Atlanta’s Good Samaritan Health Center and Prosthetic Hope International, in cooperation with the Georgia Institute of Technology’s Master of Science in Prosthetics and Orthotics program, are opening the Prosthetic and Orthotic Community Clinic at Good Samaritan. Second-year graduate students at Georgia Tech will primarily operate the new O&P lab and will be supervised by Georgia Tech research scientist Rob Kistenberg, MPH, CP, LP, FAAOP, and licensed prosthetists and orthotists.
“The P&O Clinic at the Good Samaritan Health Center is an extraordinary opportunity for the students in the MSPO program, as it will provide a real-world clinical experience in a comprehensive and holistic health care environment,” Kistenberg stated in a press release. “The students will be able to combine their didactic education with their clinical and technical skills in a supervised setting to provide prostheses and orthoses to the underserved people in Atlanta. It’s a win-win-win for everyone.”
The clinic is being equipped and stocked through a grant from the St. Luke’s Episcopal Outreach Program. Students will start seeing patients this month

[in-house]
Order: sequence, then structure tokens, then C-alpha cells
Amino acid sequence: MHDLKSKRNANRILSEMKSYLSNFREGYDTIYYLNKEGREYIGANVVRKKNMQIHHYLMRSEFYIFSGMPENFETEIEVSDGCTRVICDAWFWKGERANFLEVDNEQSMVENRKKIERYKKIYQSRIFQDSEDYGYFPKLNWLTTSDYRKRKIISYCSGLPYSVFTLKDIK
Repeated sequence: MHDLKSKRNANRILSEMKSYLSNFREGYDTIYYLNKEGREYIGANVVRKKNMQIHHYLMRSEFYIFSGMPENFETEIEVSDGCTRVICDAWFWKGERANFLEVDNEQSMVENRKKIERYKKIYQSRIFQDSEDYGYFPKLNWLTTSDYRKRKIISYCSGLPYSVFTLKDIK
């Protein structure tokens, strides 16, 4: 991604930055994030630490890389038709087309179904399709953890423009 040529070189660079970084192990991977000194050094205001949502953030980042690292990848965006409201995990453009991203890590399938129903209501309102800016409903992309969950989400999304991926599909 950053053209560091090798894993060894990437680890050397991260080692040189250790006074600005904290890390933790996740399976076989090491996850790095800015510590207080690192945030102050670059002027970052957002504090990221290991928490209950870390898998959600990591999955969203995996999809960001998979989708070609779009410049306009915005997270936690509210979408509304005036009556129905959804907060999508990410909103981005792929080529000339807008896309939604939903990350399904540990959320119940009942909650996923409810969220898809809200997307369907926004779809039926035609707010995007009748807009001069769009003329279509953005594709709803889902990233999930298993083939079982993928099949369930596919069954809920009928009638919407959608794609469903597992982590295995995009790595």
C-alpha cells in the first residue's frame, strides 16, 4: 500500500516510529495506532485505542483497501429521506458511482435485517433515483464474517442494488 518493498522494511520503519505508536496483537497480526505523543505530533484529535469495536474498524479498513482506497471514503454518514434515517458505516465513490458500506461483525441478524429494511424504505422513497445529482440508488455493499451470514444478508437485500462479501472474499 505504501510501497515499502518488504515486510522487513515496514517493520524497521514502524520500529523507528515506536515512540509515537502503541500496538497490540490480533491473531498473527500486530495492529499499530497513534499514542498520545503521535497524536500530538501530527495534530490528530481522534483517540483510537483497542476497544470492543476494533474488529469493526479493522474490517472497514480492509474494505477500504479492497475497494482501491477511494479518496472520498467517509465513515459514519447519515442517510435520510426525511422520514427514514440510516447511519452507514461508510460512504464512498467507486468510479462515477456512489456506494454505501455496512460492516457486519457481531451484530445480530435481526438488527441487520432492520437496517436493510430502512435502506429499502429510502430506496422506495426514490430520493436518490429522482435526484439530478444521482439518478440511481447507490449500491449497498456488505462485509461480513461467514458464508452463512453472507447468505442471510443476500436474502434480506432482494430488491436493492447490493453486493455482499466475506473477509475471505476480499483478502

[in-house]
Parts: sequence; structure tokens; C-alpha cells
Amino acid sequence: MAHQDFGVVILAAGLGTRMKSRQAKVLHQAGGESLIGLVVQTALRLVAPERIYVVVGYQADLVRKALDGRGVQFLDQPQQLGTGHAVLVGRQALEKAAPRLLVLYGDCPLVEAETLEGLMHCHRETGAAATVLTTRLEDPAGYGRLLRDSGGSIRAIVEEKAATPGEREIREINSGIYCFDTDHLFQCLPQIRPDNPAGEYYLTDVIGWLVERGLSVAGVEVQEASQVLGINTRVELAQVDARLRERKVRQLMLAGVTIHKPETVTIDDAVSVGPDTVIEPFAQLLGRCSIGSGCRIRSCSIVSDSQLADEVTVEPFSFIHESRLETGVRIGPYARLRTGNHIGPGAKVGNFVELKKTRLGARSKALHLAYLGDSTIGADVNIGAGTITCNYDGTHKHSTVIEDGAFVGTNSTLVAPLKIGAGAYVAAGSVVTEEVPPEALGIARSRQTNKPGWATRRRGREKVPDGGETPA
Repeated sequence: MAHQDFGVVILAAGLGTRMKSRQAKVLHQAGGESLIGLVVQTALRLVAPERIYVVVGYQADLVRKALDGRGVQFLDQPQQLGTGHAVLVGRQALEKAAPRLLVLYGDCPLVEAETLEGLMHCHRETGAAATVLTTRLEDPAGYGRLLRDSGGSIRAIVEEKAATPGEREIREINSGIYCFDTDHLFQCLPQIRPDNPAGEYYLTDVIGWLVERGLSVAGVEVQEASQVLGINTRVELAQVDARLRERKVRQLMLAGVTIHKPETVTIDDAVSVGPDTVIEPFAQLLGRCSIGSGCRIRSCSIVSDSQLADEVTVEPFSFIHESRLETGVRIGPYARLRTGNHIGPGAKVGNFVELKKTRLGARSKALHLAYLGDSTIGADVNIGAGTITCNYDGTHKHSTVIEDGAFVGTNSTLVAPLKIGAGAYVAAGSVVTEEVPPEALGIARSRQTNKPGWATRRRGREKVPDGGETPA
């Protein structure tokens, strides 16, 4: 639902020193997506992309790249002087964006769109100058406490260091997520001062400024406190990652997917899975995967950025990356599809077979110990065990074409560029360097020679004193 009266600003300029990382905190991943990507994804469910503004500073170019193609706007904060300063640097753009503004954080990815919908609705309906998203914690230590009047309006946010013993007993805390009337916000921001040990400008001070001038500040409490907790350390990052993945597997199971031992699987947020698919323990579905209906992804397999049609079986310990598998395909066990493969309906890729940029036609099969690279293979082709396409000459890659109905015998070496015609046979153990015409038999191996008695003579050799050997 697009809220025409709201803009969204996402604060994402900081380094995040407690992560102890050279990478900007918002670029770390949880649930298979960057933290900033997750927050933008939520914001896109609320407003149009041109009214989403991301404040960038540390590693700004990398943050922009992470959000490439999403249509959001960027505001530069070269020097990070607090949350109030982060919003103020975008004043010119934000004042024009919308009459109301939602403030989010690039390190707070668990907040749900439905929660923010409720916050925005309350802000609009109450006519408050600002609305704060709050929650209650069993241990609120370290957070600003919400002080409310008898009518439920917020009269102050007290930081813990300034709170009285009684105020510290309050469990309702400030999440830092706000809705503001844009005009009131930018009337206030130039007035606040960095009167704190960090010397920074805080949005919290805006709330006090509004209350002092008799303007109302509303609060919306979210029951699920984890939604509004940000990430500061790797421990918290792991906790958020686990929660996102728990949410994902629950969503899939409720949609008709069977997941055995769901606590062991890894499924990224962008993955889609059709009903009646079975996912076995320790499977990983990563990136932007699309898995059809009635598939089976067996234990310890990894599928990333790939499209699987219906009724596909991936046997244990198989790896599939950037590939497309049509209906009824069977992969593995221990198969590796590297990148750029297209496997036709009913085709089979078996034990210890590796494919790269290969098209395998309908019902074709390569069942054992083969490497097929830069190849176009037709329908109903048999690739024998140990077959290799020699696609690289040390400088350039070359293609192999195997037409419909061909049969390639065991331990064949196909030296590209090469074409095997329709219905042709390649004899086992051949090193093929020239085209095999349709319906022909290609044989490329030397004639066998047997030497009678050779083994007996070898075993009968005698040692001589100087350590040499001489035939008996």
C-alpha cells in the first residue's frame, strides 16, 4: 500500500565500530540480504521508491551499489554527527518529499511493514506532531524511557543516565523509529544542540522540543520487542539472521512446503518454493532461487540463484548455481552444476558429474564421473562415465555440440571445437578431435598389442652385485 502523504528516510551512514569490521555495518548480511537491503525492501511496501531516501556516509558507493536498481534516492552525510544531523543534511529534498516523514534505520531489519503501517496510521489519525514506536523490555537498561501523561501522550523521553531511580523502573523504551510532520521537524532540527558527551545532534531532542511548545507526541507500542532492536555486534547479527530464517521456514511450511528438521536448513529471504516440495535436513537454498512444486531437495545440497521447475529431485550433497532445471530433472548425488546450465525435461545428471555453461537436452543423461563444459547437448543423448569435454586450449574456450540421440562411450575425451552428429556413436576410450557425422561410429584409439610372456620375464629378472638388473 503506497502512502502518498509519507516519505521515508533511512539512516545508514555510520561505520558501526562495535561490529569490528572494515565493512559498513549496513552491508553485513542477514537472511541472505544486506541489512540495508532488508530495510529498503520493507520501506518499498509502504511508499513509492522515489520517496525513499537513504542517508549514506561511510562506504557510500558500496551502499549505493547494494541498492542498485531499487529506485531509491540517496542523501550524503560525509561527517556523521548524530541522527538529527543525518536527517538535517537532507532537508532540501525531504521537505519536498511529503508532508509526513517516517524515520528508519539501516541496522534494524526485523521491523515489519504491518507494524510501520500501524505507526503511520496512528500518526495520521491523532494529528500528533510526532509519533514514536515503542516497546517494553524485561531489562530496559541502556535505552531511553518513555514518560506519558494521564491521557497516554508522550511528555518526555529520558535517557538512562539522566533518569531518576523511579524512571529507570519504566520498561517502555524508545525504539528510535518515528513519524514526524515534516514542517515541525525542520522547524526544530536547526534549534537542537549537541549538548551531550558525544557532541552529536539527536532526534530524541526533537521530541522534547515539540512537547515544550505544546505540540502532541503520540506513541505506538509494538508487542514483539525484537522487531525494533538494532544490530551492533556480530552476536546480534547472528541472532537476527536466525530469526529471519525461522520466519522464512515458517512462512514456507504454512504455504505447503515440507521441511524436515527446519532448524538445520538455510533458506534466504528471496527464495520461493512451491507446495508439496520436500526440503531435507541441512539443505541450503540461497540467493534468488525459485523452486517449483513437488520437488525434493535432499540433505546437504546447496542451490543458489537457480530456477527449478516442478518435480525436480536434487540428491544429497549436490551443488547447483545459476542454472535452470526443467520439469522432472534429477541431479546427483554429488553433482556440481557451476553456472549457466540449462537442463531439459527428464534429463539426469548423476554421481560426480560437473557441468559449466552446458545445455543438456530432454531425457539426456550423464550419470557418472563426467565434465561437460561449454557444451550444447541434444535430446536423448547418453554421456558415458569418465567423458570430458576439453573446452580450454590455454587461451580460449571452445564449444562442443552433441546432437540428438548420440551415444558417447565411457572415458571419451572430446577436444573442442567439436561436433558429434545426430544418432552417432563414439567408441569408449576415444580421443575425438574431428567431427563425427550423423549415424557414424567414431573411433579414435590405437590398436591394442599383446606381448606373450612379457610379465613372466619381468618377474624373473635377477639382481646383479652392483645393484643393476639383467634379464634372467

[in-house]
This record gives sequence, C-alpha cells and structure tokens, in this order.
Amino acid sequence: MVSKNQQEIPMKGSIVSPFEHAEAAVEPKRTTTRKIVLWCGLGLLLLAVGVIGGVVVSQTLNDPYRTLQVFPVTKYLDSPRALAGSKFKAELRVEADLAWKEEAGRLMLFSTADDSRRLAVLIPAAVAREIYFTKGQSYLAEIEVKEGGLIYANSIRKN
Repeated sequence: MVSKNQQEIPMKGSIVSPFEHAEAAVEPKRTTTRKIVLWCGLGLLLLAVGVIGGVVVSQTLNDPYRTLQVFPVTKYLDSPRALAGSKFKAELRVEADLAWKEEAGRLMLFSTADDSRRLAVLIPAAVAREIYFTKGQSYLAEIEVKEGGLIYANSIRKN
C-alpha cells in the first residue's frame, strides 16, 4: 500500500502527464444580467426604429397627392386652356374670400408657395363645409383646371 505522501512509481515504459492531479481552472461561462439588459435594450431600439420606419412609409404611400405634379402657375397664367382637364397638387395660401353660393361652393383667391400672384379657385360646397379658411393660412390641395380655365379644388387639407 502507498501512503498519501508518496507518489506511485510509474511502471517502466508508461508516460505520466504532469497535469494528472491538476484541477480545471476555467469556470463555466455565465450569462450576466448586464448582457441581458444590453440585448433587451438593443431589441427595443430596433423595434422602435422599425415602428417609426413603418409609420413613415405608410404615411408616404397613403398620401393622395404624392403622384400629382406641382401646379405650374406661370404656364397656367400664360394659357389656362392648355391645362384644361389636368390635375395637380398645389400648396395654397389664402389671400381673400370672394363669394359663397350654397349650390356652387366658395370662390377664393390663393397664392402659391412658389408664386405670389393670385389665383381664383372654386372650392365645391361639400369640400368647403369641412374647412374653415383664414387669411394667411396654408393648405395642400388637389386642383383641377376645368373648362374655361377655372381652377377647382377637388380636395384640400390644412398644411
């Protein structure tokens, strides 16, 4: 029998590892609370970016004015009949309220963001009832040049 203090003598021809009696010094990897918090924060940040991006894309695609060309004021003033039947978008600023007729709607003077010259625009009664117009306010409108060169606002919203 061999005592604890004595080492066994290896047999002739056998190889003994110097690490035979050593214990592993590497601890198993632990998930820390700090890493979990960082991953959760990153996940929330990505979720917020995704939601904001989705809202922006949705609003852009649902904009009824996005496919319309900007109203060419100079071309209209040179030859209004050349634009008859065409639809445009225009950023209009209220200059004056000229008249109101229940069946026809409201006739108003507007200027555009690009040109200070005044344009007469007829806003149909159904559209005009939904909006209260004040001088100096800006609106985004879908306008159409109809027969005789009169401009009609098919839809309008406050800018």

Bill Warren founded the Good Samaritan Health Center in 1998 in downtown Atlanta with the mission of providing quality health care to people who are unable to afford it. The center is a full-time health care home that provides care to uninsured and underserved individuals and families in metro Atlanta with medical, dental, mental health and health education services. Now in its 13th year of operation, Good Samaritan Health Center has affiliate locations in Cobb and Gwinnett counties.
In 2010, more than 500 volunteers donated 10,000 hours of service and, together with the center’s full-time staff, provided more than 23,700 patient visits. Roughly 65% of patients treated were uninsured working poor. Patients pay for services based on a greatly reduced sliding fee scale. Patients who are unable to pay receive care at no charge.